Chatham Board of Education Reviews Proposed Budget

Superintendent Dr. Michael LaSusa, left, talks about the details of the proposed budget. Credits: Alexandra Lubischer

CHATHAM, NJ - The Chatham superintendent gave a public presentation of the proposed budget at a meeting on Monday night prior to the board’s regular meeting.

Dr. Michael LaSusa’s presentation was a “big picture” overview of the school district’s proposed budget. He said the budget is meant to balance the needs of both the students and the administrators and to show its effect
on the tax levy.

There are 14 towns in Morris County that have school districts that are K-12. Chatham is second to Dover in spending the least per capita. Chatham also has the highest amount of advanced placement students and SAT scores in this group. Chatham, however, is at the bottom of these groupings in relation to towns that border it, such as Millburn, New Providence, Summit, Madison and Livingston, although these towns are not all in Morris County.

One of the largest areas for the budget is the continuous growth of the high school over three-year periods. Projections for the year 2020 indicate that the enrollment at the high school should begin to taper off and thus level out. However, making preparations for the schools current growth rate is underway, both in staffing and
building structure.

Last year only one new staff member was added to the district. This year, the hope is to add staff members to six departments, including math and science, although not all may be full-time.

Additionally, “Phase II” of the high school expiation project is proposed to begin. Four new classrooms are most likely going to be added to the school, to better accommodate the growing student body and eight classrooms total is the goal. The classrooms, which are likely to be added next year, will cost approximately $2.7 million. Four classrooms were completed two years ago in “Phase I” of the project.

Having a wide verity of extracurricular activities was also a large topic of discussion in the budget, for many reasons, such as students' mental health.

“It keeps kids invested in the schools,” said LaSusa. Many activities were proposed to be expanded including, but not limited to: track, swimming, dance, business leaders and intermural. Many of these activities currently have volunteer advisors. It is estimated that expanding these activities in different capacities will cost about $96,000.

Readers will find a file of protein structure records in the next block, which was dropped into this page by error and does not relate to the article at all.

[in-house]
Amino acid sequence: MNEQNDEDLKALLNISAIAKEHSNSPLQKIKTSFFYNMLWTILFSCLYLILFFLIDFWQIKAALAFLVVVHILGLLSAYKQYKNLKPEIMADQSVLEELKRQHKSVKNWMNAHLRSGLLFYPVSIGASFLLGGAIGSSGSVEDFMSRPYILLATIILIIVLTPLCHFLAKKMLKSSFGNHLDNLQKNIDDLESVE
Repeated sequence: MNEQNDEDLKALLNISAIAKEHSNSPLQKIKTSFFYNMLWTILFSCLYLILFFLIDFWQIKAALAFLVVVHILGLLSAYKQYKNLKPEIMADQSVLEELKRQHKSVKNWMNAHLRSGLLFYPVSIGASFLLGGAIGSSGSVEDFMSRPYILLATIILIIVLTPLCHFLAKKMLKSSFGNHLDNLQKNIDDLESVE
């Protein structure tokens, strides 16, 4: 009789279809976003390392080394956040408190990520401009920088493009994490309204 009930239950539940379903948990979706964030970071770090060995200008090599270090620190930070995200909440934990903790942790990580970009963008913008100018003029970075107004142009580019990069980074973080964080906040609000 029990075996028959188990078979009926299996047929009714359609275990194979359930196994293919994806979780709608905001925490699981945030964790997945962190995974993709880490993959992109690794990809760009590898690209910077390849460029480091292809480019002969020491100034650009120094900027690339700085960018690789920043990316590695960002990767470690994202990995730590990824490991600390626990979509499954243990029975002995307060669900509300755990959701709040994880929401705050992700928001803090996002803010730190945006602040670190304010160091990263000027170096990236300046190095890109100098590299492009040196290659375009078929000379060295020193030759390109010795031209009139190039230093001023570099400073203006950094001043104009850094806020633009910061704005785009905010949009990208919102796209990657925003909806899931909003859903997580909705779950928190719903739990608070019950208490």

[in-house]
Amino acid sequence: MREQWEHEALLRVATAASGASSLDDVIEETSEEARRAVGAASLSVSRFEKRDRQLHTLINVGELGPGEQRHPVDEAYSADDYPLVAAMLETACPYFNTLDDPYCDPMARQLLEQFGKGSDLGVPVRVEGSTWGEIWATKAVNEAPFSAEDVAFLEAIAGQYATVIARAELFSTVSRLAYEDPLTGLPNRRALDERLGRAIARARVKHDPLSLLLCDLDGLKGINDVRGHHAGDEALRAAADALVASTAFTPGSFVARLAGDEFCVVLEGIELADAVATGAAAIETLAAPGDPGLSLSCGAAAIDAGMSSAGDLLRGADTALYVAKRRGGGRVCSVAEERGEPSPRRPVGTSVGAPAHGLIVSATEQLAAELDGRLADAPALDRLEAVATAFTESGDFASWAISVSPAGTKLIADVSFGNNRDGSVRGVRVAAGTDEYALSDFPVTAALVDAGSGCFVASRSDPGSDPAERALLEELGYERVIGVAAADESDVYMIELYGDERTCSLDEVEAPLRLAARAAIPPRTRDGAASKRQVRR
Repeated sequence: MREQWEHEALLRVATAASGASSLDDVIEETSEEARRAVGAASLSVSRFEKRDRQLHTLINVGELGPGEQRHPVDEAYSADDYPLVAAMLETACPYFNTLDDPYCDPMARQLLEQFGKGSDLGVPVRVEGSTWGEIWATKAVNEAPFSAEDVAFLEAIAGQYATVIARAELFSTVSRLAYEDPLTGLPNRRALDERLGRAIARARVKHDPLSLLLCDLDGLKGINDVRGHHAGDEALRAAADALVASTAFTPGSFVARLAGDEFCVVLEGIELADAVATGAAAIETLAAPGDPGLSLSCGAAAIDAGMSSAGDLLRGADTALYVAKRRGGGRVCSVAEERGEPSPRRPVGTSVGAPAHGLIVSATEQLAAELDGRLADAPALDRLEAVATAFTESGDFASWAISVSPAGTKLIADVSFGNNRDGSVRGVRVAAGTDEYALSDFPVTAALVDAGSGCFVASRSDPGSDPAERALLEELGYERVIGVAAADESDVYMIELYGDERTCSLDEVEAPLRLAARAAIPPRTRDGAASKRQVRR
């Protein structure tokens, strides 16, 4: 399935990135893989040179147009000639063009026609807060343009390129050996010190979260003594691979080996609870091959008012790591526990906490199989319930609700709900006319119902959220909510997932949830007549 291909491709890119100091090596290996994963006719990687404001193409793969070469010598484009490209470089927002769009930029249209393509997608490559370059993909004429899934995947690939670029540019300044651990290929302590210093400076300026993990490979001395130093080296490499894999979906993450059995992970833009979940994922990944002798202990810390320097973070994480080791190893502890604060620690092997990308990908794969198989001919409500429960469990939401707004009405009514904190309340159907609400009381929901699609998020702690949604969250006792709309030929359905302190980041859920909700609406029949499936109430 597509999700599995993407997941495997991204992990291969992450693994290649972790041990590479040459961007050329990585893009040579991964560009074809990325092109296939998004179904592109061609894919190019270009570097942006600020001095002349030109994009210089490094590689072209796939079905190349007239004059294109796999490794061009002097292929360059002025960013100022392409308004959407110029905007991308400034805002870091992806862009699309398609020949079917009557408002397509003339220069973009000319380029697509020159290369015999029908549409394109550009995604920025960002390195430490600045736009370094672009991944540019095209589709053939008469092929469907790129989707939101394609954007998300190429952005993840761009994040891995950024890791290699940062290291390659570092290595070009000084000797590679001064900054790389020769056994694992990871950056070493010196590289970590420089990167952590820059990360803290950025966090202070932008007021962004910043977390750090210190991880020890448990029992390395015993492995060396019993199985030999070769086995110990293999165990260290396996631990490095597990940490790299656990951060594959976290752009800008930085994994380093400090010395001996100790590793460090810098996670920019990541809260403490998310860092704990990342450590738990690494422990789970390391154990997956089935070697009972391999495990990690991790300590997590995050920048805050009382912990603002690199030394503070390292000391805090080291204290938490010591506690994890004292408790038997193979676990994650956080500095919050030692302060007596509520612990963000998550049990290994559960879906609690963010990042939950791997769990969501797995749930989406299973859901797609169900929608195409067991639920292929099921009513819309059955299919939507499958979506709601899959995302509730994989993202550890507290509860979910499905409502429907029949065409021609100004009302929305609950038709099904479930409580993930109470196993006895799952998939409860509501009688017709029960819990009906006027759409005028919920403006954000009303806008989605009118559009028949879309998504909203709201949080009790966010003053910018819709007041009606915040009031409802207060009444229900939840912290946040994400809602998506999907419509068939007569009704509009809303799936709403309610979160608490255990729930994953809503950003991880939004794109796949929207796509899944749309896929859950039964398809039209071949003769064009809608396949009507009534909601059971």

While on the topic of student health, LaSusa brought up student safety. The board emphasized that they are continuing to explore a vast range of security options to ensure student safety.

LaSusa explained his three-pronged approach for student health and safety:

Prong 1: extracurricular
Prong 2: add more (at least three) counselors, especially a Middle School Assistance Counselor
Prong 3: more security officers. These security staff members would be ideally ex-military or law enforcement and they would become failure with the routines of their designated schools. A director of safety and security position may even be made to also aide the district. LaSusa commented that this person “would act as another pair of eyes,” and would be known to the students and staff.

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It was suggested by board member Al Brugnder, who is not part of the finance committee, that a separate capital budget be implemented for event that may suddenly arise or future changes that may need to be made.

Ultimately, the main topic of the night was how the district's budget will impact taxes in the township and the borough.

According to state law, the towns cannot raise taxes more than two percent, unless several exception stipulations are met. Over the last few years the Chathams have met these exceptions and taxes have been increased over the two percent cap.

On Thursday the state is scheduled to provide the towns with their expected aide grants following an announcement by Governor Chris Christie on Tuesday.  A maximum 4.13 percent increase in school taxes is possible.

There were four possible scenarios posed by LaSusa with differing tax increases:

1. Cut staff from high school only = 2.4 percent increase
2. The district completes all projects and proposed changes/improvements = 3.4 percent iincrease
3. Increase the high school and special education staff = 2.6 percent increase.
4. The board does not use any of the above.

The need for generator equipment has not been forgotten by the board after Super Storm Sandy, but was omitted from the budget as many options are still being examined. Also, omitted was the language department from K-3 students.

The next open finance meeting will be held on March 11.

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